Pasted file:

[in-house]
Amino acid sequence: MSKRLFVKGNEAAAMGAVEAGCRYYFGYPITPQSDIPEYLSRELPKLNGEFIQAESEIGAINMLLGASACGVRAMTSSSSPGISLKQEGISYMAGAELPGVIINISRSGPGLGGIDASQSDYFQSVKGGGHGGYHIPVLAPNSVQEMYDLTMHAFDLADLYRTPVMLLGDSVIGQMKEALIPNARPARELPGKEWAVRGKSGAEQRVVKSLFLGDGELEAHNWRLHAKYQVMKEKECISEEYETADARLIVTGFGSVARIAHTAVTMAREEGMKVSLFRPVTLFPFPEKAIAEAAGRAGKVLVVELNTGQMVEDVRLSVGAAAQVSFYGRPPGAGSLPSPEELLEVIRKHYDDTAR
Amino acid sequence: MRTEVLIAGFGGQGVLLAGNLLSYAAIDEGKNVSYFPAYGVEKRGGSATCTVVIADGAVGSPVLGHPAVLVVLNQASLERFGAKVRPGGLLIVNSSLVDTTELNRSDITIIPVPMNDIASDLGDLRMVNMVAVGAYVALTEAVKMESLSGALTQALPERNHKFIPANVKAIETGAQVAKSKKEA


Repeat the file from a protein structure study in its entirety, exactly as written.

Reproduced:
[in-house]
Amino acid sequence: MSKRLFVKGNEAAAMGAVEAGCRYYFGYPITPQSDIPEYLSRELPKLNGEFIQAESEIGAINMLLGASACGVRAMTSSSSPGISLKQEGISYMAGAELPGVIINISRSGPGLGGIDASQSDYFQSVKGGGHGGYHIPVLAPNSVQEMYDLTMHAFDLADLYRTPVMLLGDSVIGQMKEALIPNARPARELPGKEWAVRGKSGAEQRVVKSLFLGDGELEAHNWRLHAKYQVMKEKECISEEYETADARLIVTGFGSVARIAHTAVTMAREEGMKVSLFRPVTLFPFPEKAIAEAAGRAGKVLVVELNTGQMVEDVRLSVGAAAQVSFYGRPPGAGSLPSPEELLEVIRKHYDDTAR
Amino acid sequence: MRTEVLIAGFGGQGVLLAGNLLSYAAIDEGKNVSYFPAYGVEKRGGSATCTVVIADGAVGSPVLGHPAVLVVLNQASLERFGAKVRPGGLLIVNSSLVDTTELNRSDITIIPVPMNDIASDLGDLRMVNMVAVGAYVALTEAVKMESLSGALTQALPERNHKFIPANVKAIETGAQVAKSKKEA